In an exhausting game that ultimately came down to the kickers — here’s the real kicker — Gus Malzahn outwitted Nick Saban.
With Auburn protecting a 48-45 lead in one of the zaniest Iron Bowl games ever and the clock almost down to one minute remaining, the Tiger coach pulled one over on the Tide coach.
Facing a 4th-and-4 at the Auburn 26 — only a minute after Alabama’s Joseph Bulovas hooked a kick that bounced off the uprights that could have tied the game — the Crimson Tide was going to get the football back with a minute left.
But it never happened.
Auburn sent punter Arryn Siposs onto the field, but had him at a wide receiver slot instead of behind center, where quarterback Bo Nix remained.
It was all a ploy by Malzahn to try and get Alabama punt returner Jaylen Waddle off the field. Waddle had returned a kickoff 98 yards for a touchdown in the first half and is statistically the best punt returner in the nation.
“We got our offense on the field and then they had their punt return (team), and then they rushed their defense on and they forgot about their punt returner,” Malzahn said. “They were trying to rush people on and had 12.”
The flag came out and Alabama was called for an illegal substitution with too many players on the field.
Saban, obviously, wasn’t happy about it.
“I really feel that it was a pretty unfair play at the end of the game where they substituted the punter as a wide receiver,” Saban said. “So we put the punt team in. And when the quarterback was back in there, we tried to put the defense back in.
“I thought they should have given us a little more time to substitute and get Waddle out as a returner. You get called for 12 guys on the field. So that was very disappointing.
“It was a very unusual circumstance, to say the least.”
Malzahn said the team had been working on that play all season.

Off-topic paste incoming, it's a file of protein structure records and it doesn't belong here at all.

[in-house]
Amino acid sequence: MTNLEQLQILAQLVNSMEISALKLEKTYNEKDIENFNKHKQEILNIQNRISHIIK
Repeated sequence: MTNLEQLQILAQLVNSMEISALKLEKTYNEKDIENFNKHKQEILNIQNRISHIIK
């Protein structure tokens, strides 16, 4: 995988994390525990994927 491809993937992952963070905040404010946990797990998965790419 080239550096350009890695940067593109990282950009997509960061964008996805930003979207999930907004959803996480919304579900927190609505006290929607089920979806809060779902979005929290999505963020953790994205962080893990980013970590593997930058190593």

“This kick returner will make you do things you wouldn’t normally do,” Malzahn said of Waddle. “Our whole goal was not to let him beat us. Of course he house-called the one (kickoff return) that was huge.
“We had worked on that (designed play) all year. We had the punter with the offense just trying to keep the (Alabama) defense out there without the returner and that’s what caused all of the confusion and caused 12 guys out on the field. It worked out pretty good.”
I would say so.
In fact, the last play of the first half worked out pretty good for Auburn as well.
The final seconds of the half ticking down, Auburn running back Boobee Whitlow caught a screen pass for 17 yards and was tackled at the Alabama 34 as the halftime horn sounded.
As Alabama players began retreating to the locker room, Malzahn argued there should still be some time left on the clock. After a review, officials ruled one second should be put back on the clock.
Auburn’s placekicking team was ready on the field when officials signaled for play to resume, and the ball was quickly snapped. Anders Carlson then nailed a 52-yard field goal to end the half and pull Auburn within 31-27. It was the first of four field goals in the game for Carlson.
“It wasn’t just the three points,” Malzahn said. “It gave us the momentum at halftime.”
Saban was furious about it all, believing there wouldn’t have been enough time to get a field goal try off under normal circumstances.
“They (officials) waited and waited and waited and wound the clock and they snapped the ball and the guy kicked it and they said it was good,” Saban said.
Malzahn certainly has his critics — and for good reason — but he’s also proven to be one of the few coaches that can frustrate and beat a Saban-coached team.
Malzahn is 3-4 in the Iron Bowl — all three wins coming at Jordan-Hare Stadium.
Asked about having success against Saban, the Auburn coach said it was about the players.
“He’s a great coach — everybody knows that,” Malzahn said of his counterpart. “This is the best rivalry in college football. It’s not about me.”
But on this day, Malzahn had Saban’s number enough times to prevail.